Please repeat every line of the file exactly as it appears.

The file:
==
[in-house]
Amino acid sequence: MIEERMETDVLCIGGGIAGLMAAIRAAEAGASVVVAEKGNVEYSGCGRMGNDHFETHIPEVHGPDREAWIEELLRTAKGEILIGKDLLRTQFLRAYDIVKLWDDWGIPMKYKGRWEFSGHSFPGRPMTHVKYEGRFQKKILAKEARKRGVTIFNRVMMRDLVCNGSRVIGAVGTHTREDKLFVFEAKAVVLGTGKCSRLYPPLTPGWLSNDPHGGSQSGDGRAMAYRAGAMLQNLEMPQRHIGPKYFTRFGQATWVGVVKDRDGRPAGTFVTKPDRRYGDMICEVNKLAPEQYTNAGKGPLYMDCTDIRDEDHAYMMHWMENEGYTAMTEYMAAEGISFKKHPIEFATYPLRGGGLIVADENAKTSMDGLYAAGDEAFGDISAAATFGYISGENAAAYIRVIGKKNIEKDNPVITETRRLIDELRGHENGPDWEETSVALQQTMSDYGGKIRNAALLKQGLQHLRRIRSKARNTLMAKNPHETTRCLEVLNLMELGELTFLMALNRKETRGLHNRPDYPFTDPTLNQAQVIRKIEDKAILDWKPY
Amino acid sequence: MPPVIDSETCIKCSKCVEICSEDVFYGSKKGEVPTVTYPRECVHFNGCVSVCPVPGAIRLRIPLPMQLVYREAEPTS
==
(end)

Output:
[in-house]
Amino acid sequence: MIEERMETDVLCIGGGIAGLMAAIRAAEAGASVVVAEKGNVEYSGCGRMGNDHFETHIPEVHGPDREAWIEELLRTAKGEILIGKDLLRTQFLRAYDIVKLWDDWGIPMKYKGRWEFSGHSFPGRPMTHVKYEGRFQKKILAKEARKRGVTIFNRVMMRDLVCNGSRVIGAVGTHTREDKLFVFEAKAVVLGTGKCSRLYPPLTPGWLSNDPHGGSQSGDGRAMAYRAGAMLQNLEMPQRHIGPKYFTRFGQATWVGVVKDRDGRPAGTFVTKPDRRYGDMICEVNKLAPEQYTNAGKGPLYMDCTDIRDEDHAYMMHWMENEGYTAMTEYMAAEGISFKKHPIEFATYPLRGGGLIVADENAKTSMDGLYAAGDEAFGDISAAATFGYISGENAAAYIRVIGKKNIEKDNPVITETRRLIDELRGHENGPDWEETSVALQQTMSDYGGKIRNAALLKQGLQHLRRIRSKARNTLMAKNPHETTRCLEVLNLMELGELTFLMALNRKETRGLHNRPDYPFTDPTLNQAQVIRKIEDKAILDWKPY
Amino acid sequence: MPPVIDSETCIKCSKCVEICSEDVFYGSKKGEVPTVTYPRECVHFNGCVSVCPVPGAIRLRIPLPMQLVYREAEPTS